In January, G. Gibson Gallery presented Cable Griffith’s second solo exhibition at the gallery, this time featuring paintings about UFO sightings. This beautiful body of work continues the video game aesthetic Griffith has been cultivating for the better part of a decade with a dark, rich palette. His scenery describes a broad range of geography, but the dominant use of greens, blues, browns, and blacks are strong enough to suggest a wet, dark, and cold northerly location—our Pacific Northwest location. When warm colors appear like red or orange, they contrast brightly but still interlock with the rest. The compositions aren’t made of sharply defined lines, only shapes of color. His rigid pixelated-pop style creates a variance to the organic shapes, colors and underlying painterliness of his brushwork.
There is a general logic to most of the paintings: nature and object. They each present a different view of the same fictional world which feels, for the most part, complete and coherent. This logic creates rules governing what is, and how. It’s rigorous. And as a result of this rigour, the “sightings,” represented as they are in the style Griffith explores, are incorporated into the environments of his pieces in the same way that everything else represented is incorporated. There is no significant difference between the trees, the land, the water, the sky or the lights in the sky. In Griffith’s world, they are all real and manifest in the same way, each of them natural, and treated as such.
There are two pieces in the show where this rule-based harmony doesn’t feel quite so true. In Maury Island, the “sighting” appears to hover; alien and out of place in the environment. This amplifies our attention on the utopia in Griffith’s other works, and particularly when grouped together in chorus with one another. In Two Lights in the Woods, there’s a waterfall in the bottom left section. The brush is boldly revealed in a swathe of unruly water spray. What the brush stroke in Two Lights calls attention to is that behind the seamless fusion of the natural world, space, and the digital world that Cable presents, is Cable himself. That this surreal world is largely coherent is a result of it being represented coherently by the artist.
"Between comprehension and terror is the truth. Anything else is just a well-told story."
This series is an engagement with storytelling, both in the pieces that present complete stories, and in works like Maury Island and Two Lights that get their power from breaking the rules laid down for the others. These are paintings that all share the general subject matter—accounts and stories of reported sightings. And Griffith’s painterly style itself is a sort of retelling. They are paintings based on digital representations of the perceived world of the digital designer; paintings of artifacts, both memorial and material, in a recreated world; based on a digital world; based on an imaginary world; based on the physical world. These are the stories of stories about stories in a style of a style.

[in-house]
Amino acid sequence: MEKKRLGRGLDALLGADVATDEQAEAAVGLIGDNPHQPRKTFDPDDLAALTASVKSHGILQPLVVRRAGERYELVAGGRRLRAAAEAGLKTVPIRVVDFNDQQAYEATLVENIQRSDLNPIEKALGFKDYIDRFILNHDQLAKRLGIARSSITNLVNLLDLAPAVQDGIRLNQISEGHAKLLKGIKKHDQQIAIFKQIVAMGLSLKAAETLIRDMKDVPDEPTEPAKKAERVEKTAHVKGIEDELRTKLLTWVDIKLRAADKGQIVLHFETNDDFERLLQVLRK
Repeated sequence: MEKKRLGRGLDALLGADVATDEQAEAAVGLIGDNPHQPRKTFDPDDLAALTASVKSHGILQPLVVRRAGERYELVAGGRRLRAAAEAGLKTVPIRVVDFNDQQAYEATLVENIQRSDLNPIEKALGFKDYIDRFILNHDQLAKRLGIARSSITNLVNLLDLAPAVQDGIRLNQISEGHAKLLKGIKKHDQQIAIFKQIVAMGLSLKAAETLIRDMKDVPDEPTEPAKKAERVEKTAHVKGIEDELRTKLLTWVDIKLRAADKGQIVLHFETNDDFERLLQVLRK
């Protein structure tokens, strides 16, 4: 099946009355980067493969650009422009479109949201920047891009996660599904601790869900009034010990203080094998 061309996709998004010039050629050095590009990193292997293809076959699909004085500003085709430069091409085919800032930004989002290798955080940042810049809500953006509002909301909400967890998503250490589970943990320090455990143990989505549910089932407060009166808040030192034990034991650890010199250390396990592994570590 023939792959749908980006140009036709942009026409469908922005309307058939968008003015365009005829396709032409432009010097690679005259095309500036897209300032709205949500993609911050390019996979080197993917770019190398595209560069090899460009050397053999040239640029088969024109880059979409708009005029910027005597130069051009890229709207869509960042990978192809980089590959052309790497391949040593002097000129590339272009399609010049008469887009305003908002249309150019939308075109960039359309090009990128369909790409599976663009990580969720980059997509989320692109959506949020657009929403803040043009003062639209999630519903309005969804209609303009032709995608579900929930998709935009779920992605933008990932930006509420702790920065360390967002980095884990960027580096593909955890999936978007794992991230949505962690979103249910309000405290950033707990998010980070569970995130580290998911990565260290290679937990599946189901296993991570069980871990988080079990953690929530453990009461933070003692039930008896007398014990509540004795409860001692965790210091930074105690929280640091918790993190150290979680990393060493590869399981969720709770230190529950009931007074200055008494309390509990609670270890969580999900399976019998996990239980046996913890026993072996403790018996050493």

The effect of all this—beautiful visions in and of a mythological world—called into question as they are throughout, is a sense of uneasy hope. By combining the aesthetics of digital world, video games, UFOs, and space; Griffith bridges several great human horizons. He envelopes them in natural environments, suggesting there is the chance of comprehension and maybe even mastery over these forces. They are our future. But even as the hope of understanding and mastery is presented, so are the reminders that this hope is yet another story of a story— it is something we are being told about.
When it comes to having reasons to hope there is indeed a next frontier, and that we will have access to it, Griffith’s stories seem timely. The commercialization of space is steadily underway, and the recent news of SpaceX’s successful return of a stage 1 rocket, typically lost in a launch, seems to assure future profitability. The digital world is more rich and complex than we have language to describe. And finally the truth we have all resigned ourselves to— that we will continue to pillage our planet until it is completely uninhabitable—necessitates the need for hope beyond Earth. And what is true of hope is that it is a story we tell ourselves to keep going more than it is a true representation of the world. For truth, it's best to look at the midpoint between the paintings in Sightings and Lovecraft’s work. Between comprehension and terror is the truth. Anything else is just a well-told story. Cable is a wizard of a storyteller, and his world is worth visiting.
Today, Saturday, 16 January is the last day to see Sightings; but any remaining work from the show is available to view by appointment at G. Gibson Gallery.
— Author Ben Gannon is a Seattle-based artist and sometimes philosopher. He attended Whitman College, where he co-founded the arts periodical Quarterlife Magazine. His work has been shown at NEPO 5K Don't Run, Cupcake Royale, and 12th Ave Arts Center for their inaugural celebration Garden Variety, curated by Amanda Manitach.
All images courtesy of G. Gibson Gallery.